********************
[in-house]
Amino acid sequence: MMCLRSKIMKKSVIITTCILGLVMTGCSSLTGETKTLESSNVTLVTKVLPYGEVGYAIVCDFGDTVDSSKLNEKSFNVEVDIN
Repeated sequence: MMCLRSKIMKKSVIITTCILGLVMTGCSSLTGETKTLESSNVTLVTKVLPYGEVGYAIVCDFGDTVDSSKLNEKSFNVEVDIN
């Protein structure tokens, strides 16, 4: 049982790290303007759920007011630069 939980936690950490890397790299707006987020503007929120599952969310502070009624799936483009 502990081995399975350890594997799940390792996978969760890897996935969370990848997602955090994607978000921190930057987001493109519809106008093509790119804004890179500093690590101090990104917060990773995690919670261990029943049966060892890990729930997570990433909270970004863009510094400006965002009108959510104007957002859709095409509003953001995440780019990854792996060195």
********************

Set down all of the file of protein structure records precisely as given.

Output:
[in-house]
Amino acid sequence: MMCLRSKIMKKSVIITTCILGLVMTGCSSLTGETKTLESSNVTLVTKVLPYGEVGYAIVCDFGDTVDSSKLNEKSFNVEVDIN
Repeated sequence: MMCLRSKIMKKSVIITTCILGLVMTGCSSLTGETKTLESSNVTLVTKVLPYGEVGYAIVCDFGDTVDSSKLNEKSFNVEVDIN
């Protein structure tokens, strides 16, 4: 049982790290303007759920007011630069 939980936690950490890397790299707006987020503007929120599952969310502070009624799936483009 502990081995399975350890594997799940390792996978969760890897996935969370990848997602955090994607978000921190930057987001493109519809106008093509790119804004890179500093690590101090990104917060990773995690919670261990029943049966060892890990729930997570990433909270970004863009510094400006965002009108959510104007957002859709095409509003953001995440780019990854792996060195």